Click on photos to see a larger image.

I guess you’ll know where to kind me most nights this week. Check them out next time your here in Mysore.

Santhigiri Ayurveda & Siddha Hospital Mysore :: #141, 1st block, Adichunchanagiri Road. Kuvempu Nagar, Mysore 570023.  Phone 0821-246-2344  Mob 903-547-5590


What Makes You Stronger?

This is what Acharya (short for Yogacharya, translates to spiritual teacher, and is what we call Mr. Venkateshe) asked me today. I answered the mind. He paused, and asked me what makes the body strong? Like most of his questions you are left to answer them yourself. He wants us to figure it out for ourselves, to be our own teachers and make our own conclusions. He wants us to struggle to have to learn in order to deepen our understanding.

What makes your body strong? I know how to make my body strong by challenging it. By studying myself through asana, often with the help of a teacher to figuring out where i am physically weak, and then through hard practice and discipline strengthening those areas. I believe he asked me this question because I know the answer and it’s a metaphor for the question I’m here seeking an answer to: How do I make my mind stronger?

A basic example of this is evident in his response  to Yoshiko, my Japanese house mate, when she asked him where she could buy the standard plain white t-shirt required for classes. He said you can buy them in any shop around here. She spent the whole day searching our local area until finally she discovered the one shop which sells plain white shirts.  What’s the lesson here? Through that exploration Yoshiko learned every inch of our neighbour hood and what it had to offer. As a new student this understanding of her surroundings would prove be a life saver as her body and mind would not be up for the challenge of seeking out other basic needs once classes had begun. Lets just say after a practice with Acharya you don’t want to make any wrong turns and walk any further than you have to or make any major decisions (yoga brain!). Through her struggle finding her shirt she gained the awareness and independence that she needed to survive the first few days as her body detoxed and became accustom to the intense physical nature of the Asana here. He could have easily told her exactly where to go but that would have encouraged her to depend on him for answers to unnecessary questions. That day’s struggle made her stronger. Thankfully her lessons were not my lessons and after he gave me the exact same shopping directions she kindly guided me to the local white t-shirt store, and to Kumar, our coconut hero who always serves up only good coconuts and never rips you off. She also introduced me to a restaurant so fabulous that I’ve had every meal there since. You never know who’s going to teach you what you need to know to make that next step in your journey easier. We all have our own paths and our own lessons, and it’s important to realize no one’s journey is any less important than another’s.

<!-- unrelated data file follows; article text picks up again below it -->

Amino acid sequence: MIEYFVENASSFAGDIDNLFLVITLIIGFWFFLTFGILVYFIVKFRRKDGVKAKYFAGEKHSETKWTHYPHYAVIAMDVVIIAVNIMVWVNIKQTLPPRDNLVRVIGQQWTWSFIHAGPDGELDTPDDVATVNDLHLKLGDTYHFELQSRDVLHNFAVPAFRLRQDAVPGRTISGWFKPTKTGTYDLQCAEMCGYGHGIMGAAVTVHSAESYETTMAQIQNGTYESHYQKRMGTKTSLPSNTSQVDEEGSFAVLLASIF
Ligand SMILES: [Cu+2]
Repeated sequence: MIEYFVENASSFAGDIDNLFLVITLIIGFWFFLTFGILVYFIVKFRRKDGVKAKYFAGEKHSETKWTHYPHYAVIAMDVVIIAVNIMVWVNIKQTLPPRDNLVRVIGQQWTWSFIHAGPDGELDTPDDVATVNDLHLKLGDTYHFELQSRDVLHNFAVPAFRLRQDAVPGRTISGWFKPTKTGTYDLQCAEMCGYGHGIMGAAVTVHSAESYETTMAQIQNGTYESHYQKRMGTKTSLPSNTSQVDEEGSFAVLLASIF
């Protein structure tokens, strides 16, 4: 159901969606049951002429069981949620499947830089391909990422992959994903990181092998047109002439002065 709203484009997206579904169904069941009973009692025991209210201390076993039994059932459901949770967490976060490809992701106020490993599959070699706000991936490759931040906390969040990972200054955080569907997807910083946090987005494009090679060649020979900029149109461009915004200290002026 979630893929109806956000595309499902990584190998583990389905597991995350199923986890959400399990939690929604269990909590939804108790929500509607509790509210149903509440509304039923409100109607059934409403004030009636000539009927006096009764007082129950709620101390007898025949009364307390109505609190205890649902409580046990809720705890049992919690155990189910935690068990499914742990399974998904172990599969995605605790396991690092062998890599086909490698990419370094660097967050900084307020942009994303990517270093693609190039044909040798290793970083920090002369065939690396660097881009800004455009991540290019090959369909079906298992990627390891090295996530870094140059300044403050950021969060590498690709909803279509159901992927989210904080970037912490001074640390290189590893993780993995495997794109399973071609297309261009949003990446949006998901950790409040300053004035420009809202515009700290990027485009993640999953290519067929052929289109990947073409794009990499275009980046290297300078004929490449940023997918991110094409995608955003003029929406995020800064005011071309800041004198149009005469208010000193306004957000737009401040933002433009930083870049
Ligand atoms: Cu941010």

Calm seas don’t make skilled sailors
In order for us to go beyond our current blockages we need to face struggles. Whether that struggle be physical like in Asana or perhaps less apparent like a mental, spiritual or emotional weakness that we wish we didn’t have to see in ourselves. Observing our role in the drama or disease in our lives enables us to identify where we need to strengthen our character to prevent similar struggles in the future. The Sutras teach us to prevent the pain that is yet to come. It’s hard and gruelling work!